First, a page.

Carlsen Wins, Then Flags vs Nakamura In Fischer Random Day 4
After a dramatic day at the Fischer random (chess960) world championship match Magnus Carlsen still leads by two points. He started with a convincing win vs Hikaru Nakamura but then lost Monday's second game, trying to win a RB-vs-R endgame until his time ran out.
Carlsen left fans and commentators in shock as he let his clock run down to zero in a position where he could have claimed a draw at any moment. Chief arbiter Hans Olav Lahlum told Chess.com that he would have declared the game drawn instantly.
This remarkable loss of control by Carlsen came shortly after he seemed to have nailed the whole match. He had won game seven convincingly, and also reached a promising position in the next. A four-point lead would have been an insurmountable hurdle for Nakamura in the remaining eight faster games, which will count half compared to the first eight.
Instead of virtually clinching the match today, Carlsen has some work to do tomorrow. | Photo: Maria Emelianova/Chess.com.
In the first game of the day Carlsen had slowly outplayed his opponent from a RNKNQBBR position, considered to be even more equal than the regular starting position (if we may believe the Norwegian supercomputer). This time there were no big spikes in the evaluation; Nakamura's play was simply not great, and Carlsen did well.
A smooth victory for Carlsen in today's first game. | Photo: Maria Emelianova/Chess.com.
From the same starting position, the eighth game of the match saw an absolutely wild opening phase with Black starting with seven pawn moves, and White making five out of his first six moves with pawns as well. Nakamura's play looked a bit like the gambit named after Pal Benko, the Hungarian-American grandmaster who was the inventor of shuffle chess long before Bobby Fischer came with his version.
However, Carlsen countered this gambit wonderfully and after 12 moves it seemed like White was playing regular chess while Black was still stuck in a Fischer random position, as commentator IM Anna Rudolf aptly put it. Commentator GM Yasser Seirawan also noted the difference in harmony.
When Carlsen sacrificed his bishop on a6, Black seemed busted, but after a deep think Nakamura found the computer's best defensive move, and he kept on defending tremendously well until the players reached the theoretically drawn RB-vs-R endgame.
Nakamura is showing himself to be an excellent defender in this match. | Photo: Maria Emelianova/Chess.com.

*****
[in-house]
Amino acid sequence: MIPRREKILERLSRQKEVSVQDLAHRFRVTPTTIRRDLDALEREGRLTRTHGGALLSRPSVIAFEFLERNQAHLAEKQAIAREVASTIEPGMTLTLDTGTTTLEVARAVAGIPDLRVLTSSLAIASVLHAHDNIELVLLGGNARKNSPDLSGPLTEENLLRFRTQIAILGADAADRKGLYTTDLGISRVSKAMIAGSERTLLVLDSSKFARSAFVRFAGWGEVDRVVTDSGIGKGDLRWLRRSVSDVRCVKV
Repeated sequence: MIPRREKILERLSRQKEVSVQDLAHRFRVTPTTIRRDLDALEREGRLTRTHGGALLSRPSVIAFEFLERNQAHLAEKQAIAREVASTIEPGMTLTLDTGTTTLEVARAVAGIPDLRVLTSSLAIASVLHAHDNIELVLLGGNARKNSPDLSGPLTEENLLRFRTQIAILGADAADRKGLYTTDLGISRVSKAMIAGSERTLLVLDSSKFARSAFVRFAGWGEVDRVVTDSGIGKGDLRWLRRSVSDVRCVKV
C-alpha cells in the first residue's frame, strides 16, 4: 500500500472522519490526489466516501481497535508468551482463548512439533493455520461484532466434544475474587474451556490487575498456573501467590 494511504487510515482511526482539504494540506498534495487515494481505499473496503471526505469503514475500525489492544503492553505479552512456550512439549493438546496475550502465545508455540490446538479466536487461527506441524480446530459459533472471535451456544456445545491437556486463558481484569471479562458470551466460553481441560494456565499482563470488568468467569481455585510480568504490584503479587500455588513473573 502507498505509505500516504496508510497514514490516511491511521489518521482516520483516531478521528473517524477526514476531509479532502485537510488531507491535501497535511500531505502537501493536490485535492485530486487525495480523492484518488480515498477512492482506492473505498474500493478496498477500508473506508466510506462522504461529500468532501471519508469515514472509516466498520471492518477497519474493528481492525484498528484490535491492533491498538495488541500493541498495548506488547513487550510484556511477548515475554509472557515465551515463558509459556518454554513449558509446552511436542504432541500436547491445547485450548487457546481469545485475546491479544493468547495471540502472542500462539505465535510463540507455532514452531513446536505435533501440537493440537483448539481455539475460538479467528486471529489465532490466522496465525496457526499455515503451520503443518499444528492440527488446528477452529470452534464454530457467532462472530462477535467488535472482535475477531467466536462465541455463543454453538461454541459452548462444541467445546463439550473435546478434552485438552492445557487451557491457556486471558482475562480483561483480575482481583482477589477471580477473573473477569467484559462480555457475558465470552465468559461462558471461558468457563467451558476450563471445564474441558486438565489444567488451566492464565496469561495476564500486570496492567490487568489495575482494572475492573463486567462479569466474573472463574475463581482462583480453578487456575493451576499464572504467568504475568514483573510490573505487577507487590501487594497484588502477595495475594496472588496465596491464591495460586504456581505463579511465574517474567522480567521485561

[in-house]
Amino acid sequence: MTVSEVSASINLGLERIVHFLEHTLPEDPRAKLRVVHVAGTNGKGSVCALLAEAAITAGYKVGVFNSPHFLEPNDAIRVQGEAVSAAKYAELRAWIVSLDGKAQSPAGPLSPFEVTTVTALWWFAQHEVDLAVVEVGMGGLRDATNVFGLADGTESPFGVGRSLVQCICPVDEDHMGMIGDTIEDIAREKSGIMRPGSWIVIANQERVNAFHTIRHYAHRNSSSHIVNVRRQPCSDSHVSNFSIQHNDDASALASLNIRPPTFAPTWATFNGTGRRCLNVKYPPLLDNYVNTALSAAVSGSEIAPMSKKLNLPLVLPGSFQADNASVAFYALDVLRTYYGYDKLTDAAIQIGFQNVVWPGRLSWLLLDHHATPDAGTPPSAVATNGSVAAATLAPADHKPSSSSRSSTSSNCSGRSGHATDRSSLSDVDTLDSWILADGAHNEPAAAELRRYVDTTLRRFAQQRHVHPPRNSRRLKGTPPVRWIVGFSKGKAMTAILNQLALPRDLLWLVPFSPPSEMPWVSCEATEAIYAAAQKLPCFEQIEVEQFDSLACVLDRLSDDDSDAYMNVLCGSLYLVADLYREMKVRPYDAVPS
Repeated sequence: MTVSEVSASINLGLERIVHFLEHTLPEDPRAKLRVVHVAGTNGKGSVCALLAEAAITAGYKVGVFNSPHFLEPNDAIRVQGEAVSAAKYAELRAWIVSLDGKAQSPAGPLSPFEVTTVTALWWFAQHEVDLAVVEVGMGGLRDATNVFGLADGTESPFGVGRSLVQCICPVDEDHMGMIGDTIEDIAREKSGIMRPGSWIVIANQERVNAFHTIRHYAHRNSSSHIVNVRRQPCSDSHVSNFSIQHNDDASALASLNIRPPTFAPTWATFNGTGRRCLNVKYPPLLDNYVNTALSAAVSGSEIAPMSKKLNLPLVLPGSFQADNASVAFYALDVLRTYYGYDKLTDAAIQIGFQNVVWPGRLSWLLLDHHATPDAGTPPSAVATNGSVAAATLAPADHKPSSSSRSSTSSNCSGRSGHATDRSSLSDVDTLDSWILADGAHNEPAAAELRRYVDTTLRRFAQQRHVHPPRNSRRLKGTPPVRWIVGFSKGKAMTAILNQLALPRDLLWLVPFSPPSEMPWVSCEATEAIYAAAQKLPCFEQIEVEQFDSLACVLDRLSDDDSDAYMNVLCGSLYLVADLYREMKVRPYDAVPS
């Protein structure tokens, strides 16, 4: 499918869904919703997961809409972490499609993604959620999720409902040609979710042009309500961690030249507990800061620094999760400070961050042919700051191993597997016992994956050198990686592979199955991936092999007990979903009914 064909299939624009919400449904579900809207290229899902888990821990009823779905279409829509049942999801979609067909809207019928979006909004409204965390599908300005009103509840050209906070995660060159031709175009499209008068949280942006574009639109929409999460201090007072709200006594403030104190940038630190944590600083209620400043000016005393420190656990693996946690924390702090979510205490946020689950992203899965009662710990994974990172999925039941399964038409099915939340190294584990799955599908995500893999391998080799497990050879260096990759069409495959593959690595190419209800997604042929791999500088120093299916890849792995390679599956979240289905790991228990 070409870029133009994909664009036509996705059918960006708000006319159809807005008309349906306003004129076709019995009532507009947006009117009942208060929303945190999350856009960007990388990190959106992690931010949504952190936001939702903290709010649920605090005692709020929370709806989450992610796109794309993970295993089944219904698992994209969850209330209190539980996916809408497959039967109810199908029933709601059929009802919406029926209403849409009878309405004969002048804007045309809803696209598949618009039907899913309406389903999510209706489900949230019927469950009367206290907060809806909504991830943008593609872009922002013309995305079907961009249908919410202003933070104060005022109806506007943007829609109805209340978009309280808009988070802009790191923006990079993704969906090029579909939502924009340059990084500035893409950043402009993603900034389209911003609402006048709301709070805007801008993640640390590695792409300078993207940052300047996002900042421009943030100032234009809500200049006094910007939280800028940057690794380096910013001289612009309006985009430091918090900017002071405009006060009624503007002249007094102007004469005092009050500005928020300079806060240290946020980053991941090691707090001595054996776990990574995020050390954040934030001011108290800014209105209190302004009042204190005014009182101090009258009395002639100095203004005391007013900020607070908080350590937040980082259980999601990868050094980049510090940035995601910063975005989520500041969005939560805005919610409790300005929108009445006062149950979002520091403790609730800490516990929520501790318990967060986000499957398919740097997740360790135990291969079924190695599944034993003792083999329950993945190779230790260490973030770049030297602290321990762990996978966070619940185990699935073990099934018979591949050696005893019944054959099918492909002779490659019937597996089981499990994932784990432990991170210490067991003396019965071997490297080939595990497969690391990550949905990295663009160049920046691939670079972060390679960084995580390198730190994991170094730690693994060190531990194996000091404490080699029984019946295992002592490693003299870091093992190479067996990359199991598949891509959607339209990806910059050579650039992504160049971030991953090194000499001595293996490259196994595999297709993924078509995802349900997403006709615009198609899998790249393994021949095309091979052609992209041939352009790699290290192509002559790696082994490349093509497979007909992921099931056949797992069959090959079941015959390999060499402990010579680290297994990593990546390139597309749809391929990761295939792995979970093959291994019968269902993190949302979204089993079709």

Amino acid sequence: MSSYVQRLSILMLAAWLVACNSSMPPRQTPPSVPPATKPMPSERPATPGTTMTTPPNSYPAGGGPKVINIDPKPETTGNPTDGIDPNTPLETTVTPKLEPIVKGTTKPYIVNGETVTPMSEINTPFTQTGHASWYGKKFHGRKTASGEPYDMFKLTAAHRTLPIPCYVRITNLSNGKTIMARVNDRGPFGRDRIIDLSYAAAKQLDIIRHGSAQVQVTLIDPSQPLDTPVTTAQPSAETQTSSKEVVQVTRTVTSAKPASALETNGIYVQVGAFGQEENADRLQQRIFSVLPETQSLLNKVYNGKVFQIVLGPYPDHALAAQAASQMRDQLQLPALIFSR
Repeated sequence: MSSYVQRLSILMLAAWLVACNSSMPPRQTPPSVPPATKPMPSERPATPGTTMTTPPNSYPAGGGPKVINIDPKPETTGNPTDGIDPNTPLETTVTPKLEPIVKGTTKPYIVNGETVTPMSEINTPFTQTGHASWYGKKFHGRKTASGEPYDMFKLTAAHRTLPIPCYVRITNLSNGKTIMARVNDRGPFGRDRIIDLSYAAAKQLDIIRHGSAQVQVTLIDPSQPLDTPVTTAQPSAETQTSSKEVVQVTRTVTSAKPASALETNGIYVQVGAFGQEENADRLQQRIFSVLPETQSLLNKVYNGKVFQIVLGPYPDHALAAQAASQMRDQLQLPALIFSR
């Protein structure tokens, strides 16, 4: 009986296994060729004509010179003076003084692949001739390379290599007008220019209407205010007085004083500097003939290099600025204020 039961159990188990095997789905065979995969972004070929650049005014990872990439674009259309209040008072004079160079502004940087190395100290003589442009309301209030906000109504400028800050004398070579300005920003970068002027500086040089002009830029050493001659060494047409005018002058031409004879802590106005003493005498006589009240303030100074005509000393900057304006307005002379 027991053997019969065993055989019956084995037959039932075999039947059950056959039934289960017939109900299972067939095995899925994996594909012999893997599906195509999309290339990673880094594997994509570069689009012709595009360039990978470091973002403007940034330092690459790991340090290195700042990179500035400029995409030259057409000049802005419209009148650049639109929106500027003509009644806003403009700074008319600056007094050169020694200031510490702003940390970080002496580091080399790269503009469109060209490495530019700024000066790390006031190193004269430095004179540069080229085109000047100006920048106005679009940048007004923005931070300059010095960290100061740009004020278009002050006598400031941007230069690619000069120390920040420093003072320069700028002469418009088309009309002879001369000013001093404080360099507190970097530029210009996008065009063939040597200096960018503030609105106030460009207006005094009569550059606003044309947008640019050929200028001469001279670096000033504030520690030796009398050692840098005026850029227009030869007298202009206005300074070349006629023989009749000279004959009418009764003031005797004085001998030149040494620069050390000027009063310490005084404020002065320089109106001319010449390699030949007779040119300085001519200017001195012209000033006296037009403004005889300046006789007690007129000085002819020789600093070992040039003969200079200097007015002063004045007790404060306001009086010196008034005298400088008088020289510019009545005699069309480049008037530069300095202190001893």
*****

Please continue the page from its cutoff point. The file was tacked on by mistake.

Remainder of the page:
Carlsen had one minute and 17 seconds left on the clock vs 10:39 for Nakamura at the start of that endgame, on move 69. Ironically, it was on move 119 when the Norwegian flagged, basically the moment when Nakamura could have claimed the draw.
With only a few seconds left on the clock (without increment!) Carlsen twice made a "silent draw offer" by offering the trade of rooks. Nakamura "declined" twice by not trading the rooks—as if he demanded a verbal draw offer.
What exactly happened in Carlsen's mind after that is unclear, but somehow he wasn't capable of stopping the clock and taking the draw. He just played on, as his clock went 3, 2, 1... 0.
A clip from the live broadcast with Carlsen losing on time.
This was the last day of slow chess; tomorrow at the same time the second half of the match starts. Eight faster games will be played, and this time the normal scoring system will be used. Carlsen needs 3.5/8 to clinch the match. From a match perspective, what happened today is good news. We're bound to see a very exciting day tomorrow.
Nakamura-Carlsen Fischer random match, day four.
Sunil Weeramantry and Henrik Carlsen, stepfather and father of the players, entering the venue together. | Photo: Maria Emelianova/Chess.com.
Smiles on the players' faces when they see today's starting position. | Photo: Maria Emelianova/Chess.com.
Not every day you see a game starting with 1.f4 f6. | Photo: Maria Emelianova/Chess.com.
Carlsen on tilt, after Nakamura refused to trade rooks and end the game. | Photo: Maria Emelianova/Chess.com.
The players awaiting their NRK interviewer. | Photo: Maria Emelianova/Chess.com.
Carlsen's sister Ellen giving an autograph to a young fan. | Photo: Maria Emelianova/Chess.com.
Thorough live analysis of game seven in the cafeteria. | Photo: Maria Emelianova/Chess.com.
Norwegian GM Simen Agdestein visited our studio today... | Photo: Maria Emelianova/Chess.com.
...and so did GM Jon Ludvig Hammer. | Photo: Maria Emelianova/Chess.com.
A young chess fan visiting the match today and playing some chess himself. | Photo: Maria Emelianova/Chess.com.